Dr. Offenbacher, who also directs the UNC Center for Oral and Systemic Diseases, spoke at the American Medical Association and the American Dental Association media briefing, Oral & Systemic Health: Exploring the Connection in New York City on February 23, 2006.
Premature low birth weight is an adverse outcome, likely to occur when the infant is born less than 37 weeks into gestation. Research shows prterm birth can occur as the result of inflammation and infection in the mothers body, which can interfere with pacental and fetal development and also trigger uterine contractions and cervical dilation leading to prematurity.
“Periodontal diseases are common gum infections caused by the bacteria that accumulate around the teeth, leading to local inflammation and bone loss. Like other infections in a mother’s body, the bacteria set off an inflammatory reaction. However, we have data to suggest that the oral bacteria can also serve as a systemic challenge to the mother’s body that may ultimately result in abnormal pregnancy outcomes.” explains Dr. Offenbacher.
For information concerning costs and how my Palm Harbor, Tampa Bay area dentist office treats gum disease in a non-surgical manner click: www.PeriodontalDisease.us
Tampa Bay Florida is a body of water surrounded by more than 3 million people that call this home. This region shares airports, sports teams and is interconnected by four bridges. Wikipedia, Hooters and HSN all hail from Tampa Bay Florida. One of the 20 largestmetro areas in The USA we are connected by our love of the sea, sand, sunshine and a healthy fear of hurricaines.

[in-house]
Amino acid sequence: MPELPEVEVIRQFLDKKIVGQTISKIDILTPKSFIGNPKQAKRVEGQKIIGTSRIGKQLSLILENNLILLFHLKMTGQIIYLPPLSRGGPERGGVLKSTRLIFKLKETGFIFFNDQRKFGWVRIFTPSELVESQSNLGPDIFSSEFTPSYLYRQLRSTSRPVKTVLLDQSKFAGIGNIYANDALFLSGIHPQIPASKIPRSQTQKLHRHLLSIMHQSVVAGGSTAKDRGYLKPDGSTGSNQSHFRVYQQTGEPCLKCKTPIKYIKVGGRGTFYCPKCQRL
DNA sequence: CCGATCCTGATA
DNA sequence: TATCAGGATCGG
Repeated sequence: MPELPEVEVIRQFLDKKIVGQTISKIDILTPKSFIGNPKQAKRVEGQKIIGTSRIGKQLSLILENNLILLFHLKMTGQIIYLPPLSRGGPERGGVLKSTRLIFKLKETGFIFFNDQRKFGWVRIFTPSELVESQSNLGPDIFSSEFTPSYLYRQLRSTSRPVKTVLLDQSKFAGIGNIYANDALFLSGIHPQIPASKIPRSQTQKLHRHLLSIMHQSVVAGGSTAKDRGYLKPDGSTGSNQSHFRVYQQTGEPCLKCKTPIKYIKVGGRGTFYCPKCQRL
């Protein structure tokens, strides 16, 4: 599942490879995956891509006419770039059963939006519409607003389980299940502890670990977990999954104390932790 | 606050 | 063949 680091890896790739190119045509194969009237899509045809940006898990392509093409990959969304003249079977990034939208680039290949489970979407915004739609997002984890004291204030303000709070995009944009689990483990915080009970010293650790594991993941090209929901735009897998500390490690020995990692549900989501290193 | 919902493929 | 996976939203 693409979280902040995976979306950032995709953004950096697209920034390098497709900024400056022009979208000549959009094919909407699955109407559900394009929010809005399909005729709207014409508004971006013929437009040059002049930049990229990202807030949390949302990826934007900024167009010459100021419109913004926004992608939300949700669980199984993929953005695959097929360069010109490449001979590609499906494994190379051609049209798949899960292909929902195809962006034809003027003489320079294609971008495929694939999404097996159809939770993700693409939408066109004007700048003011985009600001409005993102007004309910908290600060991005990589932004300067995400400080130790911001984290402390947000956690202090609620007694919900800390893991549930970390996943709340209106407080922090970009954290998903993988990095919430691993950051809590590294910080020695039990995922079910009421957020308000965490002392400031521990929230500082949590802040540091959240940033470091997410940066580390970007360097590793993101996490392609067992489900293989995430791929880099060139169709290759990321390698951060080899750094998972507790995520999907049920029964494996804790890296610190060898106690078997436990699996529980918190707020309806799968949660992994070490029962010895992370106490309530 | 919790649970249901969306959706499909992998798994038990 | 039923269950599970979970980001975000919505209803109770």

Not a native born Floridian, I was born in the Bronx, NY in 1960. I grew up in Atlantic Beach, Long Island, NY. After leaving the Nassau County, Lawrence, public school system I received a degree in Chemistry from SUNY Binghamton in 1981, my DDS from Columbia University School of Dental and Oral Surgery in 1985, one year General Dentistry Residency program from Nassau County Medical Center, taught Operative Dentistry at Columbia Dental School and finally ended up here in Palm Harbor, Tampa Bay area of Florida in early 1988. I opened my first dentist office in Palm Harbor on Saturday, April 23, 1988. The air conditioning was not working, my Mother, Evelyn, was working my front desk and only one patient was scheduled.
Soon I will start my 25th year of the Practice of Dentistry in the Tampa Bay Florida, specifically Palm Harbor.
My Palm Harbor Dentist office is “one stop dentistry” for the most part.
If you are interested in current non-surgical techniques to treat gum disease, please click: www.PeriodontalDisease.us
If you are interested in dental implants including the current costs in my Dentist office in Palm Harbor please click:
The same lifestyle habits contribute to both gum disease and high blood sugar. Experts say the two conditions exacerbate each other. Inflammation from infected gums makes it more difficult for people with diabetes to control their blood sugar level, and high blood sugar accelerates tooth decay and gum disease. This leads to the cycle of more inflammation.